Music infused with lion’s blood
Sound the gong, Bob Marley’s son Julian has new songs for freedom’s canon.
Julian Marley and the Uprising come to Vail to profess modern man’s lack of general positivity in daily life in a reggae-centered show at 8150 tonight at 10.
Born in England in 1975 to Barbados native Lucy Pounder, Julian and his mother often traveled to Jamaica and Miami to see his father in the years before Bob’s death.
Julian cut his first album, “Uprising,” in 1989. Julian moved to Jamaica in 1992 to work with original Wailers Aston “Family Man” Barrett and Earl “Wire” Lindo and some of his siblings. He released “Lion in the Morning” in 1996 to mixed reviews.
Since “A Lion in the Morning,” Julian and brothers Stephen Marley and Damian “Jr. Gong” Marley formed the group Ghetto Youths International. Julian helped Stephen produce 1999’s “Chant Down Babylon,” which gathered a group of American hip-hop and R&B artists (and Steven Tyler) to cover some of Bob’s most popular tunes.
Julian then released his most recent album, “A Time and Place,” with the Uprising.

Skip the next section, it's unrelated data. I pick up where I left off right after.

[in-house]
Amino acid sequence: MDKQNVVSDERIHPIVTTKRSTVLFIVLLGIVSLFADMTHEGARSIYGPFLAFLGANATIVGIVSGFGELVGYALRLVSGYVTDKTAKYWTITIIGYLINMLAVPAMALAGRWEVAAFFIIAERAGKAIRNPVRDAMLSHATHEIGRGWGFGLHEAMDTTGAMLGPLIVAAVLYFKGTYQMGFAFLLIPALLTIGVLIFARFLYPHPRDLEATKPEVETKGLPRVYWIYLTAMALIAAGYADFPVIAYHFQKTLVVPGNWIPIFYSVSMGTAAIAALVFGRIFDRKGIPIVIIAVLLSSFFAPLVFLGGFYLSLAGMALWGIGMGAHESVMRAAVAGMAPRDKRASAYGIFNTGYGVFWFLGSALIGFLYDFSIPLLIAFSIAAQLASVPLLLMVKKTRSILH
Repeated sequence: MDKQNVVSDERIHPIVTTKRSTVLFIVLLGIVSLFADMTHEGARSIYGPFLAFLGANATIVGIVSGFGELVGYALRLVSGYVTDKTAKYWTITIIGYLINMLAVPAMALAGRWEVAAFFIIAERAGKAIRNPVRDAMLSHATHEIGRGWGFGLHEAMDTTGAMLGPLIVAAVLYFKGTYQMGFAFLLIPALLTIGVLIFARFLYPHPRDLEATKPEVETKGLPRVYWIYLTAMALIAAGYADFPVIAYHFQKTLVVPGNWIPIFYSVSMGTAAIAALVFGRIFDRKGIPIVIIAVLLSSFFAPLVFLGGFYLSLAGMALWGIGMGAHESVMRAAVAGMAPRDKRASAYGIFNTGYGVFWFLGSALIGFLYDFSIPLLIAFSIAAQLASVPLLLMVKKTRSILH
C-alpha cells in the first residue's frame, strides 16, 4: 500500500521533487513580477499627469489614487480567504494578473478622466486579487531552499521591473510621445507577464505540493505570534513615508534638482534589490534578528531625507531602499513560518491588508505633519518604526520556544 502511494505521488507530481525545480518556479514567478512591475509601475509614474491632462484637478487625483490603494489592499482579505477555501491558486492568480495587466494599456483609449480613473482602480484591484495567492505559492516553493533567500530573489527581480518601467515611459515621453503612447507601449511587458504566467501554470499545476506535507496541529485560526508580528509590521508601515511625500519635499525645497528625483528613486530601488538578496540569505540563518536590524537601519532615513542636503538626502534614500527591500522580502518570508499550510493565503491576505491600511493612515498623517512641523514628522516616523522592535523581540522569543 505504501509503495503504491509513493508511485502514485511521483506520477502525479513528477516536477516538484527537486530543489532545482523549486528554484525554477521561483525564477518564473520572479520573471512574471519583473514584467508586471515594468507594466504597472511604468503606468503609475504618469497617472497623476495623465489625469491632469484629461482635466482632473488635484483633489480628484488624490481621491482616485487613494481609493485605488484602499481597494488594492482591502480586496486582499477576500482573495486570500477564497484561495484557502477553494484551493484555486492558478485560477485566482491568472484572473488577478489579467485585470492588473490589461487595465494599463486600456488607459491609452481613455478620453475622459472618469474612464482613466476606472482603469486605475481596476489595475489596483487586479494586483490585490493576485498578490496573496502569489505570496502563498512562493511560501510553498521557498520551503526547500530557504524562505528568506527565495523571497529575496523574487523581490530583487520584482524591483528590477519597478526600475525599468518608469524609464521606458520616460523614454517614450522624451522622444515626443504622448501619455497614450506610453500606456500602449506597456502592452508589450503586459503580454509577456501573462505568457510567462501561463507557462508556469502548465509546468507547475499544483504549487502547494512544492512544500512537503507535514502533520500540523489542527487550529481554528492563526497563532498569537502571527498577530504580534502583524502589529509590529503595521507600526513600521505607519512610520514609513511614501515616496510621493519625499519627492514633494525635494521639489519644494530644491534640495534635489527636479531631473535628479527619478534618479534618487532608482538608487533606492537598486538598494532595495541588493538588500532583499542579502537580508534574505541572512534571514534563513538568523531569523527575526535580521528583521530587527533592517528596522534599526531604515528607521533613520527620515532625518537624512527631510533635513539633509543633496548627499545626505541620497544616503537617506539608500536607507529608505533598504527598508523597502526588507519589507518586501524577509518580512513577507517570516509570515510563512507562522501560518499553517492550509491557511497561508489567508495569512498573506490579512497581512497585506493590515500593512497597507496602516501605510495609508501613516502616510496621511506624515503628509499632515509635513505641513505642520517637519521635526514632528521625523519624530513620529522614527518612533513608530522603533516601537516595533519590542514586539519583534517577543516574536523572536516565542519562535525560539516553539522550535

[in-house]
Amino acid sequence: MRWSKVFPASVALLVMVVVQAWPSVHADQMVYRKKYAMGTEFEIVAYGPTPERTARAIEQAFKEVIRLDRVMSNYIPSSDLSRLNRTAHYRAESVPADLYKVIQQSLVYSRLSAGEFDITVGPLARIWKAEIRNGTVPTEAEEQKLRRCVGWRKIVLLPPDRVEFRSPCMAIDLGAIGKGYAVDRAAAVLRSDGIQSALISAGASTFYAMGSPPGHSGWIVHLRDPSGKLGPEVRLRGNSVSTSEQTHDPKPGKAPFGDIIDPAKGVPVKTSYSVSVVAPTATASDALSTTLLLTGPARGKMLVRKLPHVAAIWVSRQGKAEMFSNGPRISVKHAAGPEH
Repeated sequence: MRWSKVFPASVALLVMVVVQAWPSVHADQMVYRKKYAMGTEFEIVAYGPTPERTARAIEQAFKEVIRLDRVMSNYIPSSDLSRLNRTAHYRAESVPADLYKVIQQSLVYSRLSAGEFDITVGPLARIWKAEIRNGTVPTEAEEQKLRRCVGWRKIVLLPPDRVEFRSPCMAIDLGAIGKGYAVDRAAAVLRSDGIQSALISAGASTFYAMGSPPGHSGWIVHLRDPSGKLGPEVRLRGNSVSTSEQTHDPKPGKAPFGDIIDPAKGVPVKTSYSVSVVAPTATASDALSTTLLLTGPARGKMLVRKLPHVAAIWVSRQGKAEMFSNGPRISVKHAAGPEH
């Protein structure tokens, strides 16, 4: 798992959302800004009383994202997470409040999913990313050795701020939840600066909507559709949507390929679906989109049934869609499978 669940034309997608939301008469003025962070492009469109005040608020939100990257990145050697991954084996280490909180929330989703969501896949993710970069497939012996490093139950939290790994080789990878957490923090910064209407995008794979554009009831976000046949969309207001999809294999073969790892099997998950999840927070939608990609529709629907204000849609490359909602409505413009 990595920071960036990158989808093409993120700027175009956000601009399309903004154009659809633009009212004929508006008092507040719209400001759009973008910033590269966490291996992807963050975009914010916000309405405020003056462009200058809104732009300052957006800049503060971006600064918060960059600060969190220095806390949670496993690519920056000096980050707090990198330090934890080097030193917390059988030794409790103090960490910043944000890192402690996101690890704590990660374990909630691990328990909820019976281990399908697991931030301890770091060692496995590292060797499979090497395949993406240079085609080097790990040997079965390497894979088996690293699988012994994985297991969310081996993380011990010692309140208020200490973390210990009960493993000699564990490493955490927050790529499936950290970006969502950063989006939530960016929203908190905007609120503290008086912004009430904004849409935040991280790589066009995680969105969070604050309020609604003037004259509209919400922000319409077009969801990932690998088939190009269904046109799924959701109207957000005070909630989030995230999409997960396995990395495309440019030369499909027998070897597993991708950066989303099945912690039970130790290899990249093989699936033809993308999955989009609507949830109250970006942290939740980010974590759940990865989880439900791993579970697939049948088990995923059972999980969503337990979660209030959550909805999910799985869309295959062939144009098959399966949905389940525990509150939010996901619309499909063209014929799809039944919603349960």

“A Time and Place” fuses a roots reggae base with layers of jazz, hip-hop and R&B. The album also nods toward samba and groove. The album opens with “Father’s Place,” which uses “Father” as a reference to Bob and to Rastafarian deity Jah Rastafari and features percussion by Bunny Wailer. Stephen produces the album and Ziggy and Rohan also add percussion to the album.
Aside from Julian, the core of the Uprising has been reggae-rooted bassist Owen “Dready” Reid.
Over the past seven years, Julian has found his own voice, and though it’s not as loud and buoyant as his father’s, it has the same gutsy soul and his songwriting is poetic and sparely-phrased like Bob’s.
Julian Marley and the Uprising start things today at 10 p.m. at 8150 in Vail.
Andrew Harley can be reached at (970) 949-0555, ext.610, or at email@example.com.